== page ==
The Diocese of Borongan will gather stakeholders in a dialogue to tackle the present ecological crisis and large-scale mining industry in the region next month.
Father James Abella, director of the diocesan social action center, said the summit aims “to consolidate the community and the concerned sectors” in the movement against destructive extraction.
“We’ll not just talk about the impacts of mining but we also would like people attending the summit to commit against it. We invited people from civil society and the government,” he said.
The environmental summit will be held on Homonhon Island, a 20-kilometer-long island in the municipality of Guiuan, on November 5.
Father Abella said the position of the Church against large-scale mining operations in the region “has not changed,” adding, “We are reaffirming that stand.”
For years, the island of Homonhon has been a battleground between residents and mining companies operating on the island over environmental protection.
In April 2020, residents of the island denounced the continuous operation of a mining firm amidst the lockdown due to the coronavirus pandemic.
The country’s Mines and Geosciences Bureau has earlier approved the loading of chromite ore on a China-bound ship.
In a pastoral letter issued in April this year, Bishop Crispin Varquez of Borongan said there is no history of responsible mining in the region, adding that “local experience provides enough evidence.”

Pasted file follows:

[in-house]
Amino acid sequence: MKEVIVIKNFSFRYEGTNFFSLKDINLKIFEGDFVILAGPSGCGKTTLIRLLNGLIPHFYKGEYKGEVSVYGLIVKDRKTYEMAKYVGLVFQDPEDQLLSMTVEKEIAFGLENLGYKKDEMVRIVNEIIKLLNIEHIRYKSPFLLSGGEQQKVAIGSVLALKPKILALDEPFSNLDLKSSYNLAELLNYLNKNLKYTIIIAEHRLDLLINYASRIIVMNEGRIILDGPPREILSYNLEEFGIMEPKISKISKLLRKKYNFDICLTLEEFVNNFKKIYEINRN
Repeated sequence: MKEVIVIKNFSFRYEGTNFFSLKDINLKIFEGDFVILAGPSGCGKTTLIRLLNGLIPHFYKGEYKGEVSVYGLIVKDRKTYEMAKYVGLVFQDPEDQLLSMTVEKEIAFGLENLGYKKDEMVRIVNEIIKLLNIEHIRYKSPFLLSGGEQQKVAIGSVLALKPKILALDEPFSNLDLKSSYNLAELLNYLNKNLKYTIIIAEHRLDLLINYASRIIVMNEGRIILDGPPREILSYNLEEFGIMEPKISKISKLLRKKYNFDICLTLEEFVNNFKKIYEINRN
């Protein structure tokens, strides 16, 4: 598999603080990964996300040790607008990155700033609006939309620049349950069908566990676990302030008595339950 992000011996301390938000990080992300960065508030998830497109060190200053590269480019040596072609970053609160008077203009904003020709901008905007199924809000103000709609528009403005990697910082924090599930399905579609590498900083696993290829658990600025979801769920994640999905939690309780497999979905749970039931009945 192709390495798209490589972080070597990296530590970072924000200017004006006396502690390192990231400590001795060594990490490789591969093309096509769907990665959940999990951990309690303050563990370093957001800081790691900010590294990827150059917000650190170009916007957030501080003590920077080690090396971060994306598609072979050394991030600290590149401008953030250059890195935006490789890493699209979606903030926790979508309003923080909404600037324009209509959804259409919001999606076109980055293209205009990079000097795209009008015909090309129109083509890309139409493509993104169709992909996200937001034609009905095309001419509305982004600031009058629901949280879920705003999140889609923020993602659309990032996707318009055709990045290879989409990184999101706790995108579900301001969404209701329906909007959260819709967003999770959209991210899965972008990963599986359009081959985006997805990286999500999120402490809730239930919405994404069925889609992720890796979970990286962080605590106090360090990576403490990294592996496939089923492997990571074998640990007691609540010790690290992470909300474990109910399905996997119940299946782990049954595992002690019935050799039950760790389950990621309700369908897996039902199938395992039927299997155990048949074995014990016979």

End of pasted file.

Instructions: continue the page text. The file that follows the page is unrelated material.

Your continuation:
The prelate said Homonhon Island is host to mining operations for 40 years “yet our people there have remained poor or grown even poorer.”
“Trees have been burned down. The whole ecosystem has been adversely affected. The island is greatly denuded. Sources of potable water have been near-depleted,” said the prelate.
The prelate also said the mining industry has caused grave social impacts including division among the people in Homonhon.
Father Abella said the fact that the island of Homonhon is a historical island as the site of the first Philippine landing of Ferdinand Magellan, “the country must protect it from destructive activities.”
The island has an important role in the history of the Catholic faith in the Philippines because it was where the first Spanish missionaries landed when they arrived on March 17, 1521.